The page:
Introduction
Mimi Thi Nguyen and
Thuy Linh Nguyen Tu
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We love The Goonies (1985). This Hollywood studio adventure (pro-
duced by the movie mogul Steven Spielberg) features a ragtag
band of teenage outsiders who go in search of a pirate treasure to
save their ‘‘Goondocks’’ from foreclosure by country club developers. Set in a
small town in the Pacific Northwest, The Goonies is populated by recognizable
types: the sometimes cowardly fat kid (wearing both plaid pants and a Ha-
waiian shirt), the wise-cracker (appropriately nicknamed ‘‘Mouth’’), the rich
and arrogant jock (with the equally rich and arrogant father), the ditzy cheer-
leader and her bespectacled best friend, and the shy, stuttering boy whose
unwavering belief in the impossible guides their unlikely quest. We rooted for
them all, but Data, the Asian immigrant kid exhibiting tendencies toward both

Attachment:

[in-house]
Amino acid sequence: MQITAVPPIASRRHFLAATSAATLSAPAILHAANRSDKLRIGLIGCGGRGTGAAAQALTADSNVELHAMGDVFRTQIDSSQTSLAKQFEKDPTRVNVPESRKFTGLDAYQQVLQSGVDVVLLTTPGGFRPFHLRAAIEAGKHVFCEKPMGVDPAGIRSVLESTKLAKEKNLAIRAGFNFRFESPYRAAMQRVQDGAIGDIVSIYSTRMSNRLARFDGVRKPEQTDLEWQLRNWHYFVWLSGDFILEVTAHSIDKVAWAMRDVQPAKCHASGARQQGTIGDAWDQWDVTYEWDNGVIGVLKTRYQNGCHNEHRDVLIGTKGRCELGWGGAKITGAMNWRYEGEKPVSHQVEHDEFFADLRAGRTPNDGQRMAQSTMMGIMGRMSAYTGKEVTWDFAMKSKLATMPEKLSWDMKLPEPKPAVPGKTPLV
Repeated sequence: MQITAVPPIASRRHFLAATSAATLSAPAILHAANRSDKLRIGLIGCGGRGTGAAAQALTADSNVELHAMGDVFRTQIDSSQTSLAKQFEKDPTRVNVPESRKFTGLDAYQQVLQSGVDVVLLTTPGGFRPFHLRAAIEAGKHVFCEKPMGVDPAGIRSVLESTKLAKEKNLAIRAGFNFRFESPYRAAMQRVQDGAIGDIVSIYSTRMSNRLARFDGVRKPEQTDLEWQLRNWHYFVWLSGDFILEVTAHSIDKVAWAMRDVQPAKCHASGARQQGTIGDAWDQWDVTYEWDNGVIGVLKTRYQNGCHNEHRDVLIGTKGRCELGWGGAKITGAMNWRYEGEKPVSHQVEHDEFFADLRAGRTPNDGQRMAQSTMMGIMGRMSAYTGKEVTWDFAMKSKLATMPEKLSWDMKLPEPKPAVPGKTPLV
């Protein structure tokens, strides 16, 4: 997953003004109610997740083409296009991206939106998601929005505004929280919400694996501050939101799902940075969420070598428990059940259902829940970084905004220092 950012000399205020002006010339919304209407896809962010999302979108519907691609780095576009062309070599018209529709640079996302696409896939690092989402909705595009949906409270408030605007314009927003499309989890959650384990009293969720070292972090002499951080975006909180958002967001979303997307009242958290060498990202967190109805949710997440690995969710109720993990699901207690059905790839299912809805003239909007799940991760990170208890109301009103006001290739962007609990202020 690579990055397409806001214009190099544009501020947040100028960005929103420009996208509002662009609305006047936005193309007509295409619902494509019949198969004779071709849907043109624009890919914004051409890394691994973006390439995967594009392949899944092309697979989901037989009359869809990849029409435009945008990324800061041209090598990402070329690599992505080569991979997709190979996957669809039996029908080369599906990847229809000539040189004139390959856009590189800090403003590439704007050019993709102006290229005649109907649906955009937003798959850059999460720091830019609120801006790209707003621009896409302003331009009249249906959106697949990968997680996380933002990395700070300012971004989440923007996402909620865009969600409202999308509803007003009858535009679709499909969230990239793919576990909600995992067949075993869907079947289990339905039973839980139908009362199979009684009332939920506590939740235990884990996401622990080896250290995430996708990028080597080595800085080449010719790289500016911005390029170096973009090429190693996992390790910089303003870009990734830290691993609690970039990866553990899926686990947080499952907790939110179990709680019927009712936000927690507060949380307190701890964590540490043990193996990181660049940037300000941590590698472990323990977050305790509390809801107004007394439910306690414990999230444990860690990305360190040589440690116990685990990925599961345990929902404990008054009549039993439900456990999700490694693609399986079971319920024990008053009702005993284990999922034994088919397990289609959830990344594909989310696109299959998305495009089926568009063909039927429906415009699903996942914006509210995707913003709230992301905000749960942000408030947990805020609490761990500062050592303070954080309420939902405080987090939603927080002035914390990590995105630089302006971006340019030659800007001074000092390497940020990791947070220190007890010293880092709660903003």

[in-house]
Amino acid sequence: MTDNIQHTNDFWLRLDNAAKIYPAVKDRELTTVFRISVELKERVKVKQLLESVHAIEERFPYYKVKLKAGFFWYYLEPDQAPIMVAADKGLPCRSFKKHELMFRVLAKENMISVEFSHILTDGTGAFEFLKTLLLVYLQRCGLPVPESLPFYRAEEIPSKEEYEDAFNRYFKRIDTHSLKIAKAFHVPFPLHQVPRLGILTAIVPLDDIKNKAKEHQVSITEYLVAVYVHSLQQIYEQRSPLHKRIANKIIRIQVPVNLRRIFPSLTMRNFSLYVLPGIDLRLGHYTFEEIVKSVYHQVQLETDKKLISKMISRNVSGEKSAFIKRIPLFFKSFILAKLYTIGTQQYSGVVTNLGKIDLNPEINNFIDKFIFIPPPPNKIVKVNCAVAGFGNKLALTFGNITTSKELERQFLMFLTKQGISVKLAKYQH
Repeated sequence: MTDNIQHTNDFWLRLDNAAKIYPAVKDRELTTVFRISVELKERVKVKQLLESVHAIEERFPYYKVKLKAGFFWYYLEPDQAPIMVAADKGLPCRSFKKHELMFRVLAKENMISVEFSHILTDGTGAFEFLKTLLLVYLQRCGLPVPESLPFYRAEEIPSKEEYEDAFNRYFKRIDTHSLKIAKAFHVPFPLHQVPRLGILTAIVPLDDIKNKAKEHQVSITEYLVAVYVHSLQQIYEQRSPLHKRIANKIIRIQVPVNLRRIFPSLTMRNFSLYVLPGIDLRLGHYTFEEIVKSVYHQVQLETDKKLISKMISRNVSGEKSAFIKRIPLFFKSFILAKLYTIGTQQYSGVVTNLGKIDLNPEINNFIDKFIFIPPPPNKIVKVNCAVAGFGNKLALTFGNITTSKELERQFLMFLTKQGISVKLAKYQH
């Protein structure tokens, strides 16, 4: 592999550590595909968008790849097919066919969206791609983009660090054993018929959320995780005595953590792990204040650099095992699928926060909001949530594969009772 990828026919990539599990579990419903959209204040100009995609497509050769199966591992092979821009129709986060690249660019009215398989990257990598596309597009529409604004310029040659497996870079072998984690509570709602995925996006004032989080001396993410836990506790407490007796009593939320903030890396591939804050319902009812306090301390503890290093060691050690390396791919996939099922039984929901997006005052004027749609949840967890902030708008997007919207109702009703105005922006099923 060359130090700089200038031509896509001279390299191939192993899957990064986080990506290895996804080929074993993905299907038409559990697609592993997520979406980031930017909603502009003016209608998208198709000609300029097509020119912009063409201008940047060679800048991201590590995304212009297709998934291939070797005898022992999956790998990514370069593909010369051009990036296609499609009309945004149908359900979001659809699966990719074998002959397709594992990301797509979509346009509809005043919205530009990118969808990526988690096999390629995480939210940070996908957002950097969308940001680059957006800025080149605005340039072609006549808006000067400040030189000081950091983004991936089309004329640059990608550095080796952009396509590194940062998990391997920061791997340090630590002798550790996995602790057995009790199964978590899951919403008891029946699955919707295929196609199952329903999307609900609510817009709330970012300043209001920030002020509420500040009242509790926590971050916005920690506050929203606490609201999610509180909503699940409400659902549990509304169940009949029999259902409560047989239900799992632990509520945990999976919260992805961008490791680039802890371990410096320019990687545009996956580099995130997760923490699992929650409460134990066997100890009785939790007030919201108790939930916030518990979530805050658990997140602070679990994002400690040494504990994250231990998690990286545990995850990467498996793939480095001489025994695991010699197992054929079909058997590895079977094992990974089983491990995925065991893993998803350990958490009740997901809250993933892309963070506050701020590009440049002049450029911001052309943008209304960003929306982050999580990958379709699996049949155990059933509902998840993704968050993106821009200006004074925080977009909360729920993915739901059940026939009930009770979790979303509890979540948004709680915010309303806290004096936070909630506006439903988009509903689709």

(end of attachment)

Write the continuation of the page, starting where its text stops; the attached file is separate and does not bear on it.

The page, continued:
the mad inventor and the secret agent, was our childhood favorite. Endear-
ingly portrayed by Jonathan Ke Quan, Data made us believe that injustice
could be overcome with a Schwinn and some smarts.∞
The Goonies joined dozens of other 1980s teen films—from The Breakfast
Club to The Outsiders—that seemed to champion the misfit and misunder-
stood. To be sure, not all of them featured the likes of Data. A product of their
times, many betrayed the anti-Asian sentiments of their Reagan era origins. In
the absurdist film Better O√ Dead (1985), a pair of Japanese exchange stu-
dents, whose pitch-perfect mimicry of television sportscaster Howard Cosell
seemed to suggest a robotic inability to innovate, are put in their place by John
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